bobcatdump:

jaskiegg:

mellomaia:

aphony-cree:

beyoncescock:

gahdamnpunk:

Honestly!!! This is just psychological trauma in the making


THANK YOU

I’ve asked parents about this and they always say they are teaching the child responsibility and “respect for other people’s things.” If I point out that the child accidentally broke their own toy they always say “I bought them that toy” or “my sister gave that to them.”
The problem is that parents view all possessions as not really belonging to the child. A part of them always seems to think that the adult who provided the money is the real owner
If a parent breaks a dish they see it as breaking something that already belonged to them, but if a child breaks it they see it as the child breaking something that belonged to the parents 
People raising children need to realize that household possessions belong to the entire household. If everyone has to use that plate then it belongs to everyone and anyone can have a forgivable accident with it. It’s okay to deem certain possessions as just yours and ask everyone in the house to respect that, but extend the same respect to your child’s belongings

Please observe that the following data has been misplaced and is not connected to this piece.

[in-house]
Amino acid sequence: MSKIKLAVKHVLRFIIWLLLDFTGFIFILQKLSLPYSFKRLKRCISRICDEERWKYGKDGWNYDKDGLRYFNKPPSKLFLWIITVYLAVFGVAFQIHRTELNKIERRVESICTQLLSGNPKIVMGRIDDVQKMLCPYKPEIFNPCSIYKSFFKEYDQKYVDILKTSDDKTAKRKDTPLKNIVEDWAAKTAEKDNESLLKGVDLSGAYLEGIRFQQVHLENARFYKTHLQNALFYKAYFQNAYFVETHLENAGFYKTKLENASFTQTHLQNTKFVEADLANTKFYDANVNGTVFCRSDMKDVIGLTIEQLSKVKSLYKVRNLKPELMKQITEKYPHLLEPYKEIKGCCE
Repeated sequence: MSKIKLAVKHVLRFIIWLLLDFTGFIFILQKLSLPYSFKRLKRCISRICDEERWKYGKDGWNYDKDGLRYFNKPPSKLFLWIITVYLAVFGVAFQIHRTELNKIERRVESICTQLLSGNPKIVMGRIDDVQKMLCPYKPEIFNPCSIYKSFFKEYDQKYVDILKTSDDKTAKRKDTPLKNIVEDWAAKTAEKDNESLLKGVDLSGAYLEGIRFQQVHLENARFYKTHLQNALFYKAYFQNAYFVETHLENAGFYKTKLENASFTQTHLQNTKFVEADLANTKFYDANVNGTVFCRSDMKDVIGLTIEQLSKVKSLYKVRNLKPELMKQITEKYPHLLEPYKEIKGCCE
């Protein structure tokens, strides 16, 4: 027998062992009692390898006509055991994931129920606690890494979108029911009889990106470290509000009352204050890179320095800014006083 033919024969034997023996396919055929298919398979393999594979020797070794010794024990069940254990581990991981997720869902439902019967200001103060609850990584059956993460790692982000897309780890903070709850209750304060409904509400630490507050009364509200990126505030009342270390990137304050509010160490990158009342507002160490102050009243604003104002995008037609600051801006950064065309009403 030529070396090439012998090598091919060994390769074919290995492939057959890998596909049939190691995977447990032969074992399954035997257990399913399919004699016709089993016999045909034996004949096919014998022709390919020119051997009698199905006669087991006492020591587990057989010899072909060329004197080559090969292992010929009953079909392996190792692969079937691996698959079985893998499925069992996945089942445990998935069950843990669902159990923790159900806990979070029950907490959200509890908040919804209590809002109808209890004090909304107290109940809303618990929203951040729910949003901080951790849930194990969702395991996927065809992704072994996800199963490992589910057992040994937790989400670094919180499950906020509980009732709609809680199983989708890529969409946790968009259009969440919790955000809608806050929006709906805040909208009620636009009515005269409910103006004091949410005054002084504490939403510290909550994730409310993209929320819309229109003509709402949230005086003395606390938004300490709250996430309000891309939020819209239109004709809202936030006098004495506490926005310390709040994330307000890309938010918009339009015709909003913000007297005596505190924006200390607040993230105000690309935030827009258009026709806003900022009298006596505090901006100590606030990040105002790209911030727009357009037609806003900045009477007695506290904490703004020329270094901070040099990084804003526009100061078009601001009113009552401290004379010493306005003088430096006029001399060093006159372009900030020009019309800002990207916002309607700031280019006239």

Big mood. I know most of these are talking about little little kids, but here’s a tale from middle school. I had forgotten to charge my phone one night, and this was back when cell phones used to beep loudly when they were low on battery. I kept hearing the noise throughout the afternoon and not recognizing what it was because I’d never heard it before. When I finally did realize what it was, I was in science class and my fellow classmates were making presentations. I reached into my bag to try to turn off the phone, and then the low-battery sound went off, loud enough for the teacher to hear it. She confiscated my phone in front of everyone, and I didn’t get it back until after the weekend because it was a Friday. I was really embarrassed, especially to tell my parents.
When I got my phone back that Monday, my teacher said it was important for me to learn this lesson now since in college they wouldn’t tolerate phones going off. Fast forward to when I was in college, any time someone’s phone went off, either the professor would tell them to turn it off, or they would say, “Oh, my bad,” and turn it off themselves, and everyone would move on. I even had a professor who danced around while someone’s phone went off, and it was a welcome moment of levity during the lecture. 
I say all this to say, one of the worst aspects of being a child/teen was adults assuming my intentions were malicious.



God I’ve been reading these posts for a while and each time I am struck with the realization that certainly not all parents were supposed to be a parent

“I say all this to say, one of the worst aspects of being a child/teen was adults assuming my intentions were malicious.”YES this